Passing arrays to a Windows Runtime component

In the Windows Runtime, parameters are either for input or for output, never both. This means that the contents of an array that is passed to a method, as well as the array itself, are either for input or for output. If the contents of the array are for input, the method reads from the array but doesn't write to it. If the contents of the array are for output, the method writes to the array but doesn't read from it. This presents a problem for array parameters, because arrays in the .NET Framework are reference types, and the contents of an array are mutable even when the array reference is passed by value (ByVal in Visual Basic). The Windows Runtime Metadata Export Tool (Winmdexp.exe) requires you to specify the intended usage of the array if it is not clear from context, by applying the ReadOnlyArrayAttribute attribute or the WriteOnlyArrayAttribute attribute to the parameter. Array usage is determined as follows:

  • For the return value or for an out parameter (a ByRef parameter with the OutAttribute attribute in Visual Basic) the array is always for output only. Do not apply the ReadOnlyArrayAttribute attribute. The WriteOnlyArrayAttribute attribute is allowed on output parameters, but it's redundant.


    The Visual Basic compiler does not enforce output-only rules. You should never read from an output parameter; it may contain Nothing. Always assign a new array.

  • Parameters that have the ref modifier (ByRef in Visual Basic) are not allowed. Winmdexp.exe (Windows Runtime Metadata Export Tool) generates an error.

  • For a parameter that is passed by value, you must specify whether the array contents are for input or output by applying either the ReadOnlyArrayAttribute attribute or the WriteOnlyArrayAttribute attribute. Specifying both attributes is an error.

If a method must accept an array for input, modify the array contents, and return the array to the caller, use a read-only parameter for the input and a write-only parameter (or the return value) for the output. The following code shows one way to implement this pattern:

        public int[] ChangeArray([ReadOnlyArray()] int[] input)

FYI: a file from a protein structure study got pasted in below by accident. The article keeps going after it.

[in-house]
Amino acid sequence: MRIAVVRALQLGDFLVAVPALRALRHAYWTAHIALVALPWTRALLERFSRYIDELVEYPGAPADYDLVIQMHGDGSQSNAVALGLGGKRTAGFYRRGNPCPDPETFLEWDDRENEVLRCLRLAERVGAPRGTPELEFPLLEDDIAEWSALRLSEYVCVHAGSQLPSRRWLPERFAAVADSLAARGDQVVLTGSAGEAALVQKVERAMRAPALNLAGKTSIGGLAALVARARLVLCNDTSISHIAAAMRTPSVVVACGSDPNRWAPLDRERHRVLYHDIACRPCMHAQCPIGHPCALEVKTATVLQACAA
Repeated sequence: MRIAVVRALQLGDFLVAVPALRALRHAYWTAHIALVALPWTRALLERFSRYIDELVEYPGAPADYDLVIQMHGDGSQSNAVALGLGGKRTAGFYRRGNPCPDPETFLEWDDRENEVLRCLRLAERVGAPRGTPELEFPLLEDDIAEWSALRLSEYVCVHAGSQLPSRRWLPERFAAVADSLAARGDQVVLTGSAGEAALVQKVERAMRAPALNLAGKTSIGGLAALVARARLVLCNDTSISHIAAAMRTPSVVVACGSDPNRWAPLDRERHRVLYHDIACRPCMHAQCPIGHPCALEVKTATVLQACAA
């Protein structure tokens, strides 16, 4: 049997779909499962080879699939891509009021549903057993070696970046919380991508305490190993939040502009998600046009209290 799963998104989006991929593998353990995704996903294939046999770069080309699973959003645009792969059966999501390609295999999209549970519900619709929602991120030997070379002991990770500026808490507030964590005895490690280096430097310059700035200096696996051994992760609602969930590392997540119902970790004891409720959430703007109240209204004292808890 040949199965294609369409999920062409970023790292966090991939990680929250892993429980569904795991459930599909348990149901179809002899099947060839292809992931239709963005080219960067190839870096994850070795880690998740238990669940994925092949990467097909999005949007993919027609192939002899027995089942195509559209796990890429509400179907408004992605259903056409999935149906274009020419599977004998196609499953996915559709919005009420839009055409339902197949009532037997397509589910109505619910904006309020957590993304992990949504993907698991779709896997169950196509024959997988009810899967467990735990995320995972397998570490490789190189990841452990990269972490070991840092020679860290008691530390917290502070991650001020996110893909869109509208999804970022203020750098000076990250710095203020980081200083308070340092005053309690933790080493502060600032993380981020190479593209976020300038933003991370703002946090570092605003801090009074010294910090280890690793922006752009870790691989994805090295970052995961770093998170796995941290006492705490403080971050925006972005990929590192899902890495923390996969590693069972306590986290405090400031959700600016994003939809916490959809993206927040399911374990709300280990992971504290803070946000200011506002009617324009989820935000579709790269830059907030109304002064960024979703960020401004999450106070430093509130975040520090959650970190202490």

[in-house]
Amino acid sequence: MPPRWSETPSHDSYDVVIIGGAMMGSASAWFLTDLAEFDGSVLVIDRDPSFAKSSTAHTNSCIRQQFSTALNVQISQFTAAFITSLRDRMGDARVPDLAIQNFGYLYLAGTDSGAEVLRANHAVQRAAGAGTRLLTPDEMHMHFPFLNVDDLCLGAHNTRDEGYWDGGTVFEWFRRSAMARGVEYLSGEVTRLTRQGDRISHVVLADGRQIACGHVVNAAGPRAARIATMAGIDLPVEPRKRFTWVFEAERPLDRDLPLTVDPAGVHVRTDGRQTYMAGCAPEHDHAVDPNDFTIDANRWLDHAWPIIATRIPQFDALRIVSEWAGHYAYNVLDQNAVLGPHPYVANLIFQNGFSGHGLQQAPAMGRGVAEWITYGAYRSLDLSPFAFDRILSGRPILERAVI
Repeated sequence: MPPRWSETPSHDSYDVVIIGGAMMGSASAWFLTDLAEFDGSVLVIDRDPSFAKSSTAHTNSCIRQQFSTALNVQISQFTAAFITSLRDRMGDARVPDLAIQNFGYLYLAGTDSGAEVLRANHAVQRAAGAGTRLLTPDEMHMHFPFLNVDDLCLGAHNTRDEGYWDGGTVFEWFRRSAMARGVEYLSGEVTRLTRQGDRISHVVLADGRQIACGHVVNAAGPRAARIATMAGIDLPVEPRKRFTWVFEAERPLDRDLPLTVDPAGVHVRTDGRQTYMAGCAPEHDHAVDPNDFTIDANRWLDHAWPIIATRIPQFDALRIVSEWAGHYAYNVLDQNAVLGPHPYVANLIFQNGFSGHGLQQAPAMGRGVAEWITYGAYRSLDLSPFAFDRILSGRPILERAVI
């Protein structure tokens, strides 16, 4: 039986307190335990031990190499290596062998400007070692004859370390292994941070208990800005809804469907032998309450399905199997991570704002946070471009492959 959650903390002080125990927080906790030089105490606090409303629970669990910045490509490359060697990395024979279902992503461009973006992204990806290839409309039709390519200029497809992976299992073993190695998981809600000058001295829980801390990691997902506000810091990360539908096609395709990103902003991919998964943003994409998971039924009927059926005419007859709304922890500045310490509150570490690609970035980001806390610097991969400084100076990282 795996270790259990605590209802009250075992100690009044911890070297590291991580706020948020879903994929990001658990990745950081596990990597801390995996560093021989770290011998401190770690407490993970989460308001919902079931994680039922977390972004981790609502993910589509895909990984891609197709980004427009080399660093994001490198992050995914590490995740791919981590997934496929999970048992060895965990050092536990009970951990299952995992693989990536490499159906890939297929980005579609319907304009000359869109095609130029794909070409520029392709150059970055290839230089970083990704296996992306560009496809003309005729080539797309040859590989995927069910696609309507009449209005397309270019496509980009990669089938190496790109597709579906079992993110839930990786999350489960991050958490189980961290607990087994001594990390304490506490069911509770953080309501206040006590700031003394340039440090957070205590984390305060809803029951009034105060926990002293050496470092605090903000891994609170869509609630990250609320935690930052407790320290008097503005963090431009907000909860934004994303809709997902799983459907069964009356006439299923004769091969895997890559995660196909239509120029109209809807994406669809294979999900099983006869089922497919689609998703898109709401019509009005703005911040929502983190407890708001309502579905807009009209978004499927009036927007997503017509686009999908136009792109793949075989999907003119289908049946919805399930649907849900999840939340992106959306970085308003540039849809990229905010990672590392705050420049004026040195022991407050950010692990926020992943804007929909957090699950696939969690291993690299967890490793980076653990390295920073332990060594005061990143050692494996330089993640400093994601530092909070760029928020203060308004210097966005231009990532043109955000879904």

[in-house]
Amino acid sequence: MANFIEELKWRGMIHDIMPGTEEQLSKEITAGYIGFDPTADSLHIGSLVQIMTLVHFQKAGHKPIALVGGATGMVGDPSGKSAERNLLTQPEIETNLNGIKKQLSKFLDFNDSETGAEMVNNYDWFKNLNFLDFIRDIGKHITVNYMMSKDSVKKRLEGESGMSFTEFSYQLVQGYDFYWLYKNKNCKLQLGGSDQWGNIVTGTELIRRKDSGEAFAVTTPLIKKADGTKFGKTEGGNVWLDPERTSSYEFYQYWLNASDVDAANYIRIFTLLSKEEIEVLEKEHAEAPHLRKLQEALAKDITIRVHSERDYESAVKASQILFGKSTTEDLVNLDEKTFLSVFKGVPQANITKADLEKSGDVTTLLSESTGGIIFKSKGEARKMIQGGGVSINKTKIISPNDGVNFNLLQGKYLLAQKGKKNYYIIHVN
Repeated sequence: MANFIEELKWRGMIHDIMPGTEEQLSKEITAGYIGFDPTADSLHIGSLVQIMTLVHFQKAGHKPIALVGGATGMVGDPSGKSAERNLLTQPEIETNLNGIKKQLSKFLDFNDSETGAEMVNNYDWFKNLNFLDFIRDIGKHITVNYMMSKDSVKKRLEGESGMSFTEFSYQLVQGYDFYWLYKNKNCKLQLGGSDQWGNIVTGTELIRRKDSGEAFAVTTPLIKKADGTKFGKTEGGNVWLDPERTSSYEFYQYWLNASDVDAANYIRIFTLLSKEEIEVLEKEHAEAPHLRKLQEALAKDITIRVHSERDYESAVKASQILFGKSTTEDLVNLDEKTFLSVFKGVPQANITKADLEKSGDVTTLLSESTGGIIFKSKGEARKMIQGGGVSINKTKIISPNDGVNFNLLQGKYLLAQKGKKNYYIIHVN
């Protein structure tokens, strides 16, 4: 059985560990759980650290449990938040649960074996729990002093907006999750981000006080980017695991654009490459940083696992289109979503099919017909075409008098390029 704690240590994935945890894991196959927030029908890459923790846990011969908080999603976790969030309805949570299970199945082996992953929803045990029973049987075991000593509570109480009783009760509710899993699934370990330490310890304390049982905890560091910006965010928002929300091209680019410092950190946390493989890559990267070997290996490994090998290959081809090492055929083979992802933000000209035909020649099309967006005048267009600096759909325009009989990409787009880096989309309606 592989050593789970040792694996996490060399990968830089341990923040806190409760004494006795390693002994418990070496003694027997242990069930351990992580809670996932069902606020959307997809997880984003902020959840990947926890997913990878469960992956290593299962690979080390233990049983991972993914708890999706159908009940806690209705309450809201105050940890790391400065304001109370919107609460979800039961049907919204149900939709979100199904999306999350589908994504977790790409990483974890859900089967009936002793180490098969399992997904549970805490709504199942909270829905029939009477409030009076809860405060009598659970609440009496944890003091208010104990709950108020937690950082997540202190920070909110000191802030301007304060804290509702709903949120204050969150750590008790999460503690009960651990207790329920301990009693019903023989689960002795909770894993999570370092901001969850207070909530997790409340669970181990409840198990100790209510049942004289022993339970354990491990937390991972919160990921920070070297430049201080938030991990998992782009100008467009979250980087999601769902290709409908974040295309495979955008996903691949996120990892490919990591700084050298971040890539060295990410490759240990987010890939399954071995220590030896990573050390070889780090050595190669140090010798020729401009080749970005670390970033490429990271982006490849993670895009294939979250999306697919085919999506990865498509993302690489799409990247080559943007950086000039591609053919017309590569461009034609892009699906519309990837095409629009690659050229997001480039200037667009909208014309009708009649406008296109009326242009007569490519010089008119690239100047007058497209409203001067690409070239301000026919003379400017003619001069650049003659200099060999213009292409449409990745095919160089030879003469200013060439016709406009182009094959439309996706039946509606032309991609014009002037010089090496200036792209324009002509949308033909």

int[] output = input.Clone();
            // Manipulate the copy.
            //   ...
            return output;
    Public Function ChangeArray(<ReadOnlyArray> input() As Integer) As Integer()
        Dim output() As Integer = input.Clone()
        ' Manipulate the copy.
        '   ...
        Return output
    End Function    

We recommend that you make a copy of the input array immediately, and manipulate the copy. This helps ensure that the method behaves the same whether or not your component is called by .NET Framework code.

Using components from managed and unmanaged code

Parameters that have the ReadOnlyArrayAttribute attribute or the WriteOnlyArrayAttribute attribute behave differently depending on whether the caller is written in native code or managed code. If the caller is native code (JavaScript or Visual C++ component extensions), the array contents are treated as follows:

  • ReadOnlyArrayAttribute: The array is copied when the call crosses the application binary interface (ABI) boundary. Elements are converted if necessary. Therefore, any accidental changes the method makes to an input-only array are not visible to the caller.

  • WriteOnlyArrayAttribute: The called method can't make any assumptions about the contents of the original array. For example, the array the method receives might not be initialized, or might contain default values. The method is expected to set the values of all the elements in the array.

If the caller is managed code, the original array is available to the called method, as it would be in any method call in the .NET Framework. Array contents are mutable in .NET Framework code, so any changes the method makes to the array are visible to the caller. This is important to remember because it affects unit tests written for a Windows Runtime component. If the tests are written in managed code, the contents of an array will appear to be mutable during testing.

See Also





Creating Windows Runtime Components in C# and Visual Basic